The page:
George Luther with Coast Day visitor Tabitha Curry.
Photo by Kathy Atkinson
Draped in a wizard’s gown bearing shiny gold stars and bright pink piping, George Luther stands in front of a packed audience, wielding a banana. “This is a hammer,” he says with confidence.
His statement elicits a hearty response from the many children in the room. “No! It’s a banana!” they yell.
Luther dips the fruit into boiling liquid nitrogen, hammers two nails firmly into a piece of wood with it, and one little voice in the crowd can’t help but shout, “Wow, that’s cool!”
All across Coast Day, held Sunday, Oct. 5 in Lewes, Del., visitors found reasons to smile, learn more, and sometimes, simply marvel out loud.
A 32-year tradition, Coast Day lets visitors learn more about the state’s ocean and coastal resources as well as the work of University of Delaware College of Marine and Earth Studies (CMES) researchers, the Delaware Sea Grant College Program, and their many partners. With near record attendance levels on a sunny, mild day, Coast Day 2008 gave many visitors an opportunity to do just that.
The magic show, presented by Luther, Maxwell P. and Mildred H. Harrington Professor of Marine Studies, was an event that taught audience members about chemistry and oceanography. Other events that got people talking included several that focused on environmental issues, such as an exhibit that showed visitors how to start their own home composting system and another that demonstrated the university’s zero-pollution car.
At the event’s kick-off ceremony, UD President Patrick Harker praised event organizers CMES and Delaware Sea Grant for their work on environmental issues. Explaining that the coast is an area where there is tremendous pressure, he said we have to find ways to balance our needs with the health of natural resources.
“That’s what this day is really about, and I invite you to explore ways to do that in your own lives,” he said.
At that ceremony Nancy Targett, dean of CMES and Delaware Sea Grant director, recognized Gov. Ruth Ann Minner for her longtime support of Coast Day. She also congratulated the 2008 Governor’s Marine and Aquatic Science Teacher of the Year, Cape Henlopen High School teacher William Geppert.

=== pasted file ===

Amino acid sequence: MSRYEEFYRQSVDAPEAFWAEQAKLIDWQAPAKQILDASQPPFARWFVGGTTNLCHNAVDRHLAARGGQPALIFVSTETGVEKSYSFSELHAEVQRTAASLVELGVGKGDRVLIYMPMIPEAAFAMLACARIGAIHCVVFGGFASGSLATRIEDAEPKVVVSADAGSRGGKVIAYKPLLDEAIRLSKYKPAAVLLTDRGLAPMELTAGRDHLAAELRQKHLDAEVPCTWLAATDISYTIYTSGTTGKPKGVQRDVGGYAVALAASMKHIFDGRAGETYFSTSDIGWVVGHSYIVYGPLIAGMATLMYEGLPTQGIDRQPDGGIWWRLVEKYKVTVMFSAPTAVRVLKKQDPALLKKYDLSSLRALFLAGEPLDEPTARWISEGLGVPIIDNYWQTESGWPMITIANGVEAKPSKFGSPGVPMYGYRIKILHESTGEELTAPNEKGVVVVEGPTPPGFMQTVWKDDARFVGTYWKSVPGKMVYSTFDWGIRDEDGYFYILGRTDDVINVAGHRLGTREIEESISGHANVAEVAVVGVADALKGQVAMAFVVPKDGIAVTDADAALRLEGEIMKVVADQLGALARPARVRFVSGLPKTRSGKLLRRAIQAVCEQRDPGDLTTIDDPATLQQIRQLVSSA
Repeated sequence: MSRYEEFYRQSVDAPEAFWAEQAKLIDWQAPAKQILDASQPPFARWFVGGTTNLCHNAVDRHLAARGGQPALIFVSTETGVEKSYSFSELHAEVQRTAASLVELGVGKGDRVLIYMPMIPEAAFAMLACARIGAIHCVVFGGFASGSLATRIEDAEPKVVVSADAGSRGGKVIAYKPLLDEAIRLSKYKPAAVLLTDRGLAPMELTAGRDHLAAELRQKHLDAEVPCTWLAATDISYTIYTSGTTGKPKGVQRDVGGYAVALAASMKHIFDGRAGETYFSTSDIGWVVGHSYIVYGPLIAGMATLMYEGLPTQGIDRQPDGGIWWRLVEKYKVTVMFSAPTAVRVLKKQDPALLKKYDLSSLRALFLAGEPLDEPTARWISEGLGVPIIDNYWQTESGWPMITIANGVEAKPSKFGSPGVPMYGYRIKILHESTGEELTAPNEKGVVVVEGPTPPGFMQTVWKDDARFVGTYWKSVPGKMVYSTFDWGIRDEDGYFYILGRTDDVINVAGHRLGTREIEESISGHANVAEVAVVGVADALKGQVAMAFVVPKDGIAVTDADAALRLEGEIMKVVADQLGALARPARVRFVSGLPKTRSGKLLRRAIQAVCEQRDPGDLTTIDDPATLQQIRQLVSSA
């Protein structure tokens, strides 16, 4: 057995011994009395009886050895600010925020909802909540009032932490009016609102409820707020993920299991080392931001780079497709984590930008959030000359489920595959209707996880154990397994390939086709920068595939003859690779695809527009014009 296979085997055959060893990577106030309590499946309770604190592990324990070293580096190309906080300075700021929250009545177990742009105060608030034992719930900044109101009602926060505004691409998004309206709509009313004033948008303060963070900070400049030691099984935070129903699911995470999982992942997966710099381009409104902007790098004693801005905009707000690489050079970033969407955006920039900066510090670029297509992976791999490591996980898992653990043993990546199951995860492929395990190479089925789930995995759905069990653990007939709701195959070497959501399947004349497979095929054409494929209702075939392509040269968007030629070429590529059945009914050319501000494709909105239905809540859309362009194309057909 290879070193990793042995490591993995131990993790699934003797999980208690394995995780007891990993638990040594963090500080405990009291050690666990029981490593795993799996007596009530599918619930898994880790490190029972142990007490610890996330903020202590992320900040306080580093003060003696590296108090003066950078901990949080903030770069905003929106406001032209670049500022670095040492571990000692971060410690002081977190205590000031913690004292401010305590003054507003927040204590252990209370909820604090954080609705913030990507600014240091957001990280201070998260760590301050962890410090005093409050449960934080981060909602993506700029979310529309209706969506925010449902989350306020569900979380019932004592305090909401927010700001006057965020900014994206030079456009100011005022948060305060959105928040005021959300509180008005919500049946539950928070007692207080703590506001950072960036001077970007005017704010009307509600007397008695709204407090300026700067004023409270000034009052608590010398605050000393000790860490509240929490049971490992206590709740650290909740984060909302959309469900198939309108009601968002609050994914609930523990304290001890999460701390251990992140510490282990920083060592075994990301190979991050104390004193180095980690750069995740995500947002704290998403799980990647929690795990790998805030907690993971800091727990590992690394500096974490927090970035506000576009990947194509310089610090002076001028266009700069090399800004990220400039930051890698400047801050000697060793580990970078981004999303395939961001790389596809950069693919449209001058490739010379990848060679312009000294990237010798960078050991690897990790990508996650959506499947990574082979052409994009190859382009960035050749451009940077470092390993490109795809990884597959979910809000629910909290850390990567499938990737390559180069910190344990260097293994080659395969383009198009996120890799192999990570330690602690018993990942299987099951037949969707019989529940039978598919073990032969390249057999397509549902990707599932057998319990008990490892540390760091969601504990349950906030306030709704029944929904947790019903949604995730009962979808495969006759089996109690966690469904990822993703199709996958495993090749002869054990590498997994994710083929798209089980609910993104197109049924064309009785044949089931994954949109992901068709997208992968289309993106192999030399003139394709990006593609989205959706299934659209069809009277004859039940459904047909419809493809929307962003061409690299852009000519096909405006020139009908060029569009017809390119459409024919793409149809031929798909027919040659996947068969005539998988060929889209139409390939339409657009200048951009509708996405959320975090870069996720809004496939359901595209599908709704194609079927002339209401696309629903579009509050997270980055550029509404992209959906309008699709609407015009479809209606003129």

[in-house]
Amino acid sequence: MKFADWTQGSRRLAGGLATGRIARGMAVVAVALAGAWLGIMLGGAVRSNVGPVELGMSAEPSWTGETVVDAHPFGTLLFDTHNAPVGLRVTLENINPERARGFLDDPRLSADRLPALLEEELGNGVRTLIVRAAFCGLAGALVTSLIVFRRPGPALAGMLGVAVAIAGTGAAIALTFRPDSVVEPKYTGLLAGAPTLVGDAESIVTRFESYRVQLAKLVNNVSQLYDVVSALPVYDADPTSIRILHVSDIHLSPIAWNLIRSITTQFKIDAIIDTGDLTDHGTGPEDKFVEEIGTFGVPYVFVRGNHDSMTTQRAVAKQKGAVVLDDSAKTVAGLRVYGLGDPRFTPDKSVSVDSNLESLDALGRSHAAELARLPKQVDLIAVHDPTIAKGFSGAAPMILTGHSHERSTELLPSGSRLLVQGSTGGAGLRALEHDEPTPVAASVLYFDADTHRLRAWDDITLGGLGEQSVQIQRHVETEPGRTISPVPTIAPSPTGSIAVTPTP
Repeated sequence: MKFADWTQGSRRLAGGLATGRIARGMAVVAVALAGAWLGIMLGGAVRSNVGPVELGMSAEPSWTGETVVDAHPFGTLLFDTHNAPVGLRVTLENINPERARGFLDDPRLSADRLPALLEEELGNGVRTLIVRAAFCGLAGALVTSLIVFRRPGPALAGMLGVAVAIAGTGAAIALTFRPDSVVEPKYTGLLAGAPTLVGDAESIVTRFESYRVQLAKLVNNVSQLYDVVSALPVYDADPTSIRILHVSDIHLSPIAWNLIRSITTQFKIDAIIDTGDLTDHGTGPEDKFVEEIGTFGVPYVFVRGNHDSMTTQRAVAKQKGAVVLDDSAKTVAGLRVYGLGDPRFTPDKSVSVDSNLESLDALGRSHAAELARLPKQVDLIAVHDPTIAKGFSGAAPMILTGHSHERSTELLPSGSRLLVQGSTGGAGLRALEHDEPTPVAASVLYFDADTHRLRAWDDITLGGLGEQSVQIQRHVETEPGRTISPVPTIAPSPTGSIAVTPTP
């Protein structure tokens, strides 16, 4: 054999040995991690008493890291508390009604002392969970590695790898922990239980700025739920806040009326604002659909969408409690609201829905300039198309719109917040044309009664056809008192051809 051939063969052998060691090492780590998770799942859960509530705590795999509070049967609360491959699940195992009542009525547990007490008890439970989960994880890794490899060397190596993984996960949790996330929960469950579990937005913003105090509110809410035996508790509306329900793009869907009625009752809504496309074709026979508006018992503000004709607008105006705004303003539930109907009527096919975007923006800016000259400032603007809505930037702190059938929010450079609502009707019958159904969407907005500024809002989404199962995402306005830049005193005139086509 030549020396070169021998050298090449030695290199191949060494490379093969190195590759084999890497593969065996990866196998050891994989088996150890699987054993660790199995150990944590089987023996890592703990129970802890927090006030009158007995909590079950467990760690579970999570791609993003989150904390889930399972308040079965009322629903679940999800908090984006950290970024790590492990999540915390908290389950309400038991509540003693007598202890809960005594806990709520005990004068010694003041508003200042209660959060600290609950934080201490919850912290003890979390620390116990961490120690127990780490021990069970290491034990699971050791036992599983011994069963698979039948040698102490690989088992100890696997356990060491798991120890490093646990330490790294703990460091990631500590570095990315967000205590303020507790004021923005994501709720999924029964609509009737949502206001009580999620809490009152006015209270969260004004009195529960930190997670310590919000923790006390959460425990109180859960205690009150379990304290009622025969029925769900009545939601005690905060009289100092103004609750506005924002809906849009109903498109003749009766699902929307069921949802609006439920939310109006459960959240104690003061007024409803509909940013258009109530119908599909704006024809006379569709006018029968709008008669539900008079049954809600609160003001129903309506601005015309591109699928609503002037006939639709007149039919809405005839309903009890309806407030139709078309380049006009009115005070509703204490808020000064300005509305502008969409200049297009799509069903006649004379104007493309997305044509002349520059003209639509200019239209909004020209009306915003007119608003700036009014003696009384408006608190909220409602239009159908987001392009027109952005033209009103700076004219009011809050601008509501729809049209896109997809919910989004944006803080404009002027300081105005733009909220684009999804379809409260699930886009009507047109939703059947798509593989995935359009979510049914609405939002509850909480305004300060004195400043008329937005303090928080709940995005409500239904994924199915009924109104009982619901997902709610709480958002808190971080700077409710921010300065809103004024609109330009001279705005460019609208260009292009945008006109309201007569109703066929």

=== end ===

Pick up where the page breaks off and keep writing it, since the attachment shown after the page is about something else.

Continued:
Winners of the Coast Day Fifth-Grade Essay Contest also got some time in the spotlight. This year’s winner, Sydney Ostroski of Shields Elementary School, wrote about Bessy the Blue Heron, who lives in a non-tidal wetland and struggles with the large amount of algae growing there.
Later in the day, the seafood competitions drew crowds of hungry visitors. “Carl’s Crab Cakes with a Meyer Lemon Rémoulade” took first prize in the Crab Cake Cook-Off. The recipe begins with a traditional crab cake but a special sauce adds an interesting culinary twist.
“The lemon was more of a trendy way to make the traditional more gourmet,” said the winner, Newark resident Carl Zampini.
In the annual Chowder Challenge face-off, the Delmarva Chefs and Cooks Association took first prize over the First State Chefs Association. In this event, visitors sampled a 2-ounce portion of each association's chowder and then voted for their favorite. Once the votes were tallied, chef Ron Brobst’s New England clam chowder was the winner.
A host of other events helped visitors make connections with the ocean and coast. Over at the ever-popular touch tanks, people felt and learned about dogfish sharks, horseshoe crabs, and other marine creatures. Under one large white tent, kids stopped to make a painting or cut and color their own animal-shaped hats.
There, Geoff and Lynnette Klopp of Lewes looked on as their daughters Darby and Riley contentedly worked on their projects. The Klopps said the day offers a unique opportunity to learn about science and the environment that they wouldn’t miss.
“Coast Day is such a fun way for (the kids) to learn,” Lynnette said. “We come every year.”
For more information about Coast Day, which will take place next year on Sunday, Oct. 4, visit www.deseagrant.org/coastday or call 302-831-8083.
To learn more about the Delaware Sea Grant College Program, visit www.deseagrant.org.
For more about CMES, visit www.ocean.udel.edu.